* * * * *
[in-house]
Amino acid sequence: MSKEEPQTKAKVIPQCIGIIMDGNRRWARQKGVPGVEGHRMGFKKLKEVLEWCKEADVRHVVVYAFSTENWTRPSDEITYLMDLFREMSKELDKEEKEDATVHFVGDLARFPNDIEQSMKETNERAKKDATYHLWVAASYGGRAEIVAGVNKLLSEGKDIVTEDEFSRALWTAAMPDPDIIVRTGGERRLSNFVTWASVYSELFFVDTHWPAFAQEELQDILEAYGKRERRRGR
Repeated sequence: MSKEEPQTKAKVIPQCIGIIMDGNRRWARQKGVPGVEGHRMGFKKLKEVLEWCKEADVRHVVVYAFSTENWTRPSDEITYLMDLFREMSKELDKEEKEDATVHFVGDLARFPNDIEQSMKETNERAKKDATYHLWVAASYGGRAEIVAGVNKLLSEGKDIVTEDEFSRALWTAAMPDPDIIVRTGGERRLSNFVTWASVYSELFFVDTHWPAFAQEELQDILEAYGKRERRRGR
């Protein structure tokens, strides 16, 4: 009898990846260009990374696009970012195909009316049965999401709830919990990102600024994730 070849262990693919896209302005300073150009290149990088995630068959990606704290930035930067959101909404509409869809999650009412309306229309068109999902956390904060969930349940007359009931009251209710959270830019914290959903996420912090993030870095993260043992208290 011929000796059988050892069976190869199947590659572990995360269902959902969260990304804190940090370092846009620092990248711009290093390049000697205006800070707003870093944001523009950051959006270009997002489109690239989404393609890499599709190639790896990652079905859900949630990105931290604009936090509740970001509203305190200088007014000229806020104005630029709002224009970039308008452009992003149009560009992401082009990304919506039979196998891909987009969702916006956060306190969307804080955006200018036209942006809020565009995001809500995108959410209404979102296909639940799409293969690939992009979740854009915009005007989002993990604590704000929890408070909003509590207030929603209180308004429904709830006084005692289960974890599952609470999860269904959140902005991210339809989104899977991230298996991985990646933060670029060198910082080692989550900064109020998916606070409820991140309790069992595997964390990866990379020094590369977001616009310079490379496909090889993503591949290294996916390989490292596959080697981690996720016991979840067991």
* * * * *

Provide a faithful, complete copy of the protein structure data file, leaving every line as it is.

[in-house]
Amino acid sequence: MSKEEPQTKAKVIPQCIGIIMDGNRRWARQKGVPGVEGHRMGFKKLKEVLEWCKEADVRHVVVYAFSTENWTRPSDEITYLMDLFREMSKELDKEEKEDATVHFVGDLARFPNDIEQSMKETNERAKKDATYHLWVAASYGGRAEIVAGVNKLLSEGKDIVTEDEFSRALWTAAMPDPDIIVRTGGERRLSNFVTWASVYSELFFVDTHWPAFAQEELQDILEAYGKRERRRGR
Repeated sequence: MSKEEPQTKAKVIPQCIGIIMDGNRRWARQKGVPGVEGHRMGFKKLKEVLEWCKEADVRHVVVYAFSTENWTRPSDEITYLMDLFREMSKELDKEEKEDATVHFVGDLARFPNDIEQSMKETNERAKKDATYHLWVAASYGGRAEIVAGVNKLLSEGKDIVTEDEFSRALWTAAMPDPDIIVRTGGERRLSNFVTWASVYSELFFVDTHWPAFAQEELQDILEAYGKRERRRGR
């Protein structure tokens, strides 16, 4: 009898990846260009990374696009970012195909009316049965999401709830919990990102600024994730 070849262990693919896209302005300073150009290149990088995630068959990606704290930035930067959101909404509409869809999650009412309306229309068109999902956390904060969930349940007359009931009251209710959270830019914290959903996420912090993030870095993260043992208290 011929000796059988050892069976190869199947590659572990995360269902959902969260990304804190940090370092846009620092990248711009290093390049000697205006800070707003870093944001523009950051959006270009997002489109690239989404393609890499599709190639790896990652079905859900949630990105931290604009936090509740970001509203305190200088007014000229806020104005630029709002224009970039308008452009992003149009560009992401082009990304919506039979196998891909987009969702916006956060306190969307804080955006200018036209942006809020565009995001809500995108959410209404979102296909639940799409293969690939992009979740854009915009005007989002993990604590704000929890408070909003509590207030929603209180308004429904709830006084005692289960974890599952609470999860269904959140902005991210339809989104899977991230298996991985990646933060670029060198910082080692989550900064109020998916606070409820991140309790069992595997964390990866990379020094590369977001616009310079490379496909090889993503591949290294996916390989490292596959080697981690996720016991979840067991």